Different Types of Yoga & Their Benefits: A Breakdown for Beginners.

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When most of us think of yoga, we imagine rolling out a yoga mat and practicing a series of body postures, which are called asanas in the yoga tradition. This is not an incorrect interpretation, however, the system of yoga is much broader than the asanas themselves. 


Yoga, which means union, is a system of self-realization of which asanas are only a tiny part. In fact, although the system of yoga is more than 2,000 years old, it wasn’t until the 1930s that the yoga postures we practice today started circulating as a new tradition. Inspired by colonial British gymnastics conditioning and a new morality of physical fitness, Indian teacher Krishnamacharya developed sequences of postures to develop the muscles and range of motion of the body. Two of his students, B.K.S. Iyengar and K. Pattabhi Jois, went on to develop their own styles of yoga in the mid 1900s. Hence the birth of modern yoga asana. 


Today there are hundreds of different styles of yoga. It seems as if every day new teachers come forward with different names for poses, theories of optimal movement, and unique goals for the asana practice. At this point, it would be impossible to list out and properly interpret the work of all of these teachers. And yet, most of these teachers were trained in classical styles of yoga that are directly or indirectly related to what Krishnamacharya passed down to his students.


This article breaks down the most common types of yoga classes you can expect to find online, at the gym or at your local studio. With each style offering different benefits, you will see how the classes are structured and what the goal for each style is. My hope is that with a little bit of context, you’ll feel confident dabbling in something new but not scary, something outside-your-comfort-zone but still accessible, something fun but not overwhelming. Let’s get into it!


Ashtanga Yoga 


Ashtanga yoga is a flowing style of yoga that links breath and movement together. 


Founded by Pattabhi Jois in the 1940s, Ashtanga yoga emphasizes the importance of not only the poses, but also the transitions between the poses. Students can often expect to sweat quite a bit in Ashtanga classes, as they move swiftly through full-body ranges of postures and hold positions for up to 10 breaths.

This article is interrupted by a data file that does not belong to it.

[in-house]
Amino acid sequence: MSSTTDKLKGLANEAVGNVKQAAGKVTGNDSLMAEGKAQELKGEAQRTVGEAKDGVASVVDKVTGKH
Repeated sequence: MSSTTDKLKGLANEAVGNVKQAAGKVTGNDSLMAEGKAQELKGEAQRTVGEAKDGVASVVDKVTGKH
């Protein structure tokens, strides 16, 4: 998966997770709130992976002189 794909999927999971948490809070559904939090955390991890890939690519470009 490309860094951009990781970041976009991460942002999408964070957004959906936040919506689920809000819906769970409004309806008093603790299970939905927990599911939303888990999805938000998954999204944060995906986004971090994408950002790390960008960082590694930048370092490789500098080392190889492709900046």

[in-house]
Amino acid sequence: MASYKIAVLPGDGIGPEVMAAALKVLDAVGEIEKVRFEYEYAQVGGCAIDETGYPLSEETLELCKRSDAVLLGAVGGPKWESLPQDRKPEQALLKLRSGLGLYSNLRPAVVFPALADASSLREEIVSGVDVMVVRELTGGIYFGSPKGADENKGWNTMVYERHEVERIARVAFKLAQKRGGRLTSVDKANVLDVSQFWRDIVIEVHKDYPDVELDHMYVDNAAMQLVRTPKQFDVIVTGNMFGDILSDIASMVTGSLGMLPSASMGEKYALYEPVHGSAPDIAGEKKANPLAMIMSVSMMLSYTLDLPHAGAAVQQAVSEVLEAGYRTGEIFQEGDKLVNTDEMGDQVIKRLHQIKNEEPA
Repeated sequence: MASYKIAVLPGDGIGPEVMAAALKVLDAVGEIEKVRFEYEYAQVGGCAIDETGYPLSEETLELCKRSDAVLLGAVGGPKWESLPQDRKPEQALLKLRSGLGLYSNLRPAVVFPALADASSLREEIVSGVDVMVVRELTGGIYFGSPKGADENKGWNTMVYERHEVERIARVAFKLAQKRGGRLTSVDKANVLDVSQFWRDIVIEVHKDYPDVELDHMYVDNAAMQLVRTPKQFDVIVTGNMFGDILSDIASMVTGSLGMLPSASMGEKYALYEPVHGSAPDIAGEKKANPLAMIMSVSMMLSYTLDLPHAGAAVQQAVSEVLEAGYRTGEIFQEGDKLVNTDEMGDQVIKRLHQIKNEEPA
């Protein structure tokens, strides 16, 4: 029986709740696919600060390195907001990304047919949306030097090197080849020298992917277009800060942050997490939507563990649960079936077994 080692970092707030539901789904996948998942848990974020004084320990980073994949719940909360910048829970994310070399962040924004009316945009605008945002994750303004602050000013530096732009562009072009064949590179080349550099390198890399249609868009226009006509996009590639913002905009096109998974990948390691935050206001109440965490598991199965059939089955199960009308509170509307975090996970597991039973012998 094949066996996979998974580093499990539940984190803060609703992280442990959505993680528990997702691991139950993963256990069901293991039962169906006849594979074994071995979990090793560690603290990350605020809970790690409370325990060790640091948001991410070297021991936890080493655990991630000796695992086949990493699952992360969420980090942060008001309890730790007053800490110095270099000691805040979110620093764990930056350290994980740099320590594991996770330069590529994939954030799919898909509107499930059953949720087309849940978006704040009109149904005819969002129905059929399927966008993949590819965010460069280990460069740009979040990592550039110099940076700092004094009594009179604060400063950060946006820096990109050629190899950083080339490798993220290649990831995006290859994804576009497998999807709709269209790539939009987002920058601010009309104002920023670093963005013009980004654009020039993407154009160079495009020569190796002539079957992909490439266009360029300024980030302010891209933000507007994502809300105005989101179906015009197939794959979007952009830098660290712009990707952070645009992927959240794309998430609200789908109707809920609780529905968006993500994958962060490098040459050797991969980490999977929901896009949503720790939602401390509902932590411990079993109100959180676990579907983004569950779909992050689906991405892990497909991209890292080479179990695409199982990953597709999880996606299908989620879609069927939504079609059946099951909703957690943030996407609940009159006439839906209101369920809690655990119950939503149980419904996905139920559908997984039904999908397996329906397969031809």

Traditionally, there are 6 series of postures in Ashtanga yoga, each one based on variations of the sun salutations: The primary series (series 1), the intermediate series (series 2), and the advanced series (series 3-6). These series are practiced in order and repeated until students are able to comfortably advance to higher series. Students of Ashtanga yoga often look to their teachers to determine their level of progress and to be assigned new series and poses to work on. 


Iyengar Yoga 


Iyengar, another student of Krishnamacharya and a contemporary of Pattabhi Jois, took a different approach to the physical practice. While Krishnamachary and Pattabhi Jois preferred a physically rigorous and fast-paced asana practice, Iyengar preferred a slower practice of static poses and props. 


An Iyengar yoga practice is often a slow and methodical approach to a series of yoga postures grouped by family. For example, one class may aim to develop the body for backbends, while another class may work towards a headstand or restorative forward folds. Each class offers a series of poses that are practiced diligently, one-at-a-time and for several minutes each. Students learn important muscular and energetic actions that can be repeated in other yoga poses, and often repeat poses multiple times in a class in order to teach the body proper form and function.


Yoga props are often used to make poses more accessible and to provide a specific sensory experience of each asana. In fact, it is quite common to hear an Iyengar teacher say before class, “Grab 6 blankets, 4 blocks, a strap, a bolster, a chair and a headstand stool if you’re not doing headstand on the head.” 


Hatha Yoga 


Hatha yoga is a general catch-all term for any yoga practice that involves body postures. Literally meaning effort or force, hatha yoga refers to a combination of physical effort and controlled breathing. In this way, hatha yoga is an umbrella term that covers all physical yoga styles beneath it. 


So what does it mean when you see hatha yoga listed on a class schedule? It could mean many things, but usually means a series of static postures performed one after the other. You may find elements of Ashtanga yoga, such as the sun salutations, and of Iyengar yoga, carefully using props to position the body in one pose at a time.